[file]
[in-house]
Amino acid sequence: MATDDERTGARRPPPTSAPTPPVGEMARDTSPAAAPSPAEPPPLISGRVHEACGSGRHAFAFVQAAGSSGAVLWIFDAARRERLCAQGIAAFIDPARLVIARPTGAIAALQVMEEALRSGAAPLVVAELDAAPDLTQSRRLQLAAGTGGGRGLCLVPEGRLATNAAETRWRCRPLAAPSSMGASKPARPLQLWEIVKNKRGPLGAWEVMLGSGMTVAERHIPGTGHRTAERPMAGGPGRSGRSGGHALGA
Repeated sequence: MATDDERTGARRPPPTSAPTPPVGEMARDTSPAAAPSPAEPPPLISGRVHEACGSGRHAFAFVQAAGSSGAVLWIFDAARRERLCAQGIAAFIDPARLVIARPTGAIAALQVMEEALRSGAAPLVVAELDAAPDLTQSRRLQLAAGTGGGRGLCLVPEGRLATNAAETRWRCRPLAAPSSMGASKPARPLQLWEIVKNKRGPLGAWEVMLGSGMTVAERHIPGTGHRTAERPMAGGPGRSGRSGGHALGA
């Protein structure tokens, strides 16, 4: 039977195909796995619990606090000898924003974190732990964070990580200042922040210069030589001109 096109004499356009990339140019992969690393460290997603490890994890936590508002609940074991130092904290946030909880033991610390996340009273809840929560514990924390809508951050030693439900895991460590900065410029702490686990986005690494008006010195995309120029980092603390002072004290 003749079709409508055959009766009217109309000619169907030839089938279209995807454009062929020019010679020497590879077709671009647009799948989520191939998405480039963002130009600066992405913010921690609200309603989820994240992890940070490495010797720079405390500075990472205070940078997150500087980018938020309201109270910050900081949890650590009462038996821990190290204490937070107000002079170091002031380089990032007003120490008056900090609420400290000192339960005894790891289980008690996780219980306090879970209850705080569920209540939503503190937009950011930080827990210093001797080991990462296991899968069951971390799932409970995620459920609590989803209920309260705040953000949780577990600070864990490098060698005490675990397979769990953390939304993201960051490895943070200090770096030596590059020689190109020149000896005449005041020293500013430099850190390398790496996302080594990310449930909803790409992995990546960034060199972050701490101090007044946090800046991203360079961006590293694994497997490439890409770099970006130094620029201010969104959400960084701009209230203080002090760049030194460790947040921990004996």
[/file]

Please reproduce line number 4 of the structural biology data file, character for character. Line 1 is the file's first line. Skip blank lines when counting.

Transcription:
């Protein structure tokens, strides 16, 4: 039977195909796995619990606090000898924003974190732990964070990580200042922040210069030589001109 096109004499356009990339140019992969690393460290997603490890994890936590508002609940074991130092904290946030909880033991610390996340009273809840929560514990924390809508951050030693439900895991460590900065410029702490686990986005690494008006010195995309120029980092603390002072004290 003749079709409508055959009766009217109309000619169907030839089938279209995807454009062929020019010679020497590879077709671009647009799948989520191939998405480039963002130009600066992405913010921690609200309603989820994240992890940070490495010797720079405390500075990472205070940078997150500087980018938020309201109270910050900081949890650590009462038996821990190290204490937070107000002079170091002031380089990032007003120490008056900090609420400290000192339960005894790891289980008690996780219980306090879970209850705080569920209540939503503190937009950011930080827990210093001797080991990462296991899968069951971390799932409970995620459920609590989803209920309260705040953000949780577990600070864990490098060698005490675990397979769990953390939304993201960051490895943070200090770096030596590059020689190109020149000896005449005041020293500013430099850190390398790496996302080594990310449930909803790409992995990546960034060199972050701490101090007044946090800046991203360079961006590293694994497997490439890409770099970006130094620029201010969104959400960084701009209230203080002090760049030194460790947040921990004996």